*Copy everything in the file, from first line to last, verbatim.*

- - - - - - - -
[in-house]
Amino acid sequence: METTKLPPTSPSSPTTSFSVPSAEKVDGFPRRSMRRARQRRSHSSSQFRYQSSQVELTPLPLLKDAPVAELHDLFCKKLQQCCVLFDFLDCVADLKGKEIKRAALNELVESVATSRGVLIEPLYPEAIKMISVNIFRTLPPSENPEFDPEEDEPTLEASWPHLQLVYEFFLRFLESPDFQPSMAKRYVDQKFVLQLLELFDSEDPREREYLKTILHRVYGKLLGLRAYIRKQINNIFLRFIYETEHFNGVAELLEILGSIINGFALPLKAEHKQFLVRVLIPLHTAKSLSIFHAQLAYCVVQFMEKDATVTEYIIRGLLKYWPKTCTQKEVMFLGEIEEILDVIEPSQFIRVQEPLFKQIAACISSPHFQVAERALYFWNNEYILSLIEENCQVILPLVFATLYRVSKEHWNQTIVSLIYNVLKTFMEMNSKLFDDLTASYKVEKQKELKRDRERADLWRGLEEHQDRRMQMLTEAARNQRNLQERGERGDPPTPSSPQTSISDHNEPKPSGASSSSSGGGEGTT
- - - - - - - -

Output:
[in-house]
Amino acid sequence: METTKLPPTSPSSPTTSFSVPSAEKVDGFPRRSMRRARQRRSHSSSQFRYQSSQVELTPLPLLKDAPVAELHDLFCKKLQQCCVLFDFLDCVADLKGKEIKRAALNELVESVATSRGVLIEPLYPEAIKMISVNIFRTLPPSENPEFDPEEDEPTLEASWPHLQLVYEFFLRFLESPDFQPSMAKRYVDQKFVLQLLELFDSEDPREREYLKTILHRVYGKLLGLRAYIRKQINNIFLRFIYETEHFNGVAELLEILGSIINGFALPLKAEHKQFLVRVLIPLHTAKSLSIFHAQLAYCVVQFMEKDATVTEYIIRGLLKYWPKTCTQKEVMFLGEIEEILDVIEPSQFIRVQEPLFKQIAACISSPHFQVAERALYFWNNEYILSLIEENCQVILPLVFATLYRVSKEHWNQTIVSLIYNVLKTFMEMNSKLFDDLTASYKVEKQKELKRDRERADLWRGLEEHQDRRMQMLTEAARNQRNLQERGERGDPPTPSSPQTSISDHNEPKPSGASSSSSGGGEGTT